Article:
Jacob's Ladder is a 1990 American psychological horror film directed by Adrian Lyne, written and produced by Alan Marshall, written by Bruce Joel Rubin and starring Tim Robbins, Elizabeth Peña, and Danny Aiello.

The film's protagonist, Jacob, is a Vietnam veteran whose experiences prior to and during the war result in strange, fragmentary visions and bizarre hallucinations that continue to haunt him. As his ordeal worsens, Jacob desperately attempts to figure out the truth.


On October 6, 1971, an American combat medic, Jacob Singer, is deployed in a village in Vietnam's Mekong Delta, when his unit comes under sudden attack. As many of Jacob's comrades are killed or wounded, others exhibit abnormal behavior with some suffering catatonia, convulsions, and seizures. Jacob flees into the jungle, only to be bayoneted by an unseen assailant.

Four years later he is back in America. There he works as a postal clerk, and lives in a rundown apartment in Brooklyn with his girlfriend, Jezebel. Jacob is increasingly haunted by disturbing experiences and apparitions, including glimpses of faceless vibrating figures and even an alternate reality where he has a wife and sons. He attempts to contact his regular doctor at the local VA hospital, but after first being told that there is no record of him ever being a patient there, Jacob is told that his doctor has died in a car explosion.

One of Jacob's former platoon mates, Paul, contacts him to reveal he is suffering from similar experiences but is immediately killed when his car explodes. After the funeral, other surviving members of the platoon confess that they have all been experiencing horrifying hallucinations. Believing that they are suffering the effects of a military experiment performed on them without their knowledge or consent, they hire a lawyer to investigate. However, the lawyer, in fear, quits. Jacob's comrades soon also back down while Jacob suspects they have all been threatened into doing so.

Later he is abducted by suited men who try to intimidate him regarding this matter, confirming his suspicions. Jacob fights them and manages to escape. Finally, in his investigations, Jacob is approached by a man called Michael Newman. He realises he had been there at 1971 prior to the attack.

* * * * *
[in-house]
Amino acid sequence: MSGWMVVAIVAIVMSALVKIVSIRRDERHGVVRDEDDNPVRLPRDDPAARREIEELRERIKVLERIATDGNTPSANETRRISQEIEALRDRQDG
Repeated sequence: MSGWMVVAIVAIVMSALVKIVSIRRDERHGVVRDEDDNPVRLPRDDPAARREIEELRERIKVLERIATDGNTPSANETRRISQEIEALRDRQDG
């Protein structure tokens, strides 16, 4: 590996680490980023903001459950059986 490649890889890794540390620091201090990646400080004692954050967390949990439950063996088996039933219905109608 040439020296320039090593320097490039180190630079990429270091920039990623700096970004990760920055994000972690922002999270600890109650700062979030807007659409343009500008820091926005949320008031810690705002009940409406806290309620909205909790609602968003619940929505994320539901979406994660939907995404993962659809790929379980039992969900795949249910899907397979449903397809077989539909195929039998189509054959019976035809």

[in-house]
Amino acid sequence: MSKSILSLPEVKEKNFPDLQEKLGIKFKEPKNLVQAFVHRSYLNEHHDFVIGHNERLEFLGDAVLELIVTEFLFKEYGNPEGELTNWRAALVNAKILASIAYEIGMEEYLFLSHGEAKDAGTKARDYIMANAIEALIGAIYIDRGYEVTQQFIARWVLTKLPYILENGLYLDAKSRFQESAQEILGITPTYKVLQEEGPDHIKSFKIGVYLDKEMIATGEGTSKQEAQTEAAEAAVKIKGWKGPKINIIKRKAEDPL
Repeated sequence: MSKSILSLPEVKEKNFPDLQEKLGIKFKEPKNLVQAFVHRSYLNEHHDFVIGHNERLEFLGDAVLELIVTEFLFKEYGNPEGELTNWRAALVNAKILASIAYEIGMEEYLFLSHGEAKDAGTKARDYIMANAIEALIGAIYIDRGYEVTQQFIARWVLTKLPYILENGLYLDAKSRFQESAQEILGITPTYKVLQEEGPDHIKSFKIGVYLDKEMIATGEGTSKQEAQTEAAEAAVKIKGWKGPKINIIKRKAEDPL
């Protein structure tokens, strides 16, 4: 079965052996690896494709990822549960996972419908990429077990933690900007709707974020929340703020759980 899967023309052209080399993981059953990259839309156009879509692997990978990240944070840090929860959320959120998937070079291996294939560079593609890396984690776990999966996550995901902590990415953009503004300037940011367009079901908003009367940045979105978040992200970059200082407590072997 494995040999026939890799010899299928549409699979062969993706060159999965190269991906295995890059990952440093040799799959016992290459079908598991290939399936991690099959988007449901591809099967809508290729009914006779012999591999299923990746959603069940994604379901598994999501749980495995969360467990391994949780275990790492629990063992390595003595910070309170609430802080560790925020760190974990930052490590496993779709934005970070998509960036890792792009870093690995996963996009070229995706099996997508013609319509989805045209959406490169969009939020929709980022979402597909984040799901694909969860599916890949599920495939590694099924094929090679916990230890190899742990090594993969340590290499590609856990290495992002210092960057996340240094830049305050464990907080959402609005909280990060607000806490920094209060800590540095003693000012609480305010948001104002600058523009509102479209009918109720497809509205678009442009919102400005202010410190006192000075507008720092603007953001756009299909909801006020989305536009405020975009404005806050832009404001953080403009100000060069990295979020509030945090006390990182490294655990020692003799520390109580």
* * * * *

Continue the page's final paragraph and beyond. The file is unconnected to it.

Michael tells him, that he was a chemist with the Army's chemical warfare division where he designed a psychodrug drug he called The Ladder, which, when ingested massively, increased aggression and, theoretically, also the effectiveness of a soldier in a war. He also tells him that, in order to test the drug's effectiveness, a small dose of it was secretly given to him and his unit before the attack. Instead of having the desired effect, it caused many of them instead to turn on each other in a homicidal frenzy. 

After hearing him he begins to remember everything about how they killed each other and how the attack was nothing more than how they did that. Then Jacob returns to his family's home, where he finds Gabe, who takes him by the hand and leads him up the staircase into a bright light.

The scene turns to a triage tent in 1971 as military doctors declare Jacob dead. The doctor notes that Jacob had put up a tremendous fight to stay alive, but looked peaceful in death. It is suggested the drug had given him hallucinations before he died after being mortally wounded in the attack which, in reality, was only this homicidal event.

In the aftermath it is mentioned that a psychodrug called BZ was tested in Vietnam on soldiers. It is also mentioned, that the Pentagon has always denied this, while this also implicitly says that Jacob and the others died because of it.


  • Tim Robbins as Jacob "Professor" Singer
  • Elizabeth Peña as Jezebel "Jezzie" Pikin
  • Danny Aiello as Louis "Louie" Denardo
  • Matt Craven as Michael Newman
  • Pruitt Taylor Vince as Paul Grunger
  • Jason Alexander as Mr. Geary, the lawyer
  • Patricia Kalember as Sarah
  • Eriq La Salle as Frank
  • Ving Rhames as George
  • Brian Tarantina as Doug
  • Anthony Alessandro as Rod
  • Brent Hinkley as Jerry
  • S. Epatha Merkerson as Elsa
  • Kyle Gass as Tony
  • Lewis Black as Jacob's doctor
  • Perry Lang as Jacob's assailant
  • Macaulay Culkin (uncredited) as Gabe Singer

Production Edit

Bruce Joel Rubin wrote the script ten years before it was produced. In order to write it, Rubin decided to let himself to be inspired by religious themes, especially Christian and Buddhist ones.

At first Rubin tried to sell the script without success because of Hollywood's reluctance to film ghost movies at that time. This changed after the filming of Deadly Friend by Wes Craven in 1986. Paramount Pictures was supposed to produce it like it produced Ghost, but ownership and policy changes at Paramount resulted in the cancellation of the project. Instead the studioCarolco Pictures decided to take over the production of Jacob's Ladder.

The film's military advisor was Vietnam veteran Captain Dale Dye, who provided a five-day boot camp military training for the actors playing soldiers in the Vietnam storyline, while the war scenes were filmed in the Puerto Rico area of Vega Baja, featuring the UH-1 helicopters provided by the Puerto Rico National Guard. Finally, all of the film's special effect sequences were filmed in camera, with no use of post production effects.


The movie received mostly positive reviews. Though it was only moderately successful, the film still garnered a cult following and its plot and special effects became a source of influence for various other works such as the horror franchise Silent Hill. 

Finally, a remake of the movie was made in 2019. 

External links Edit

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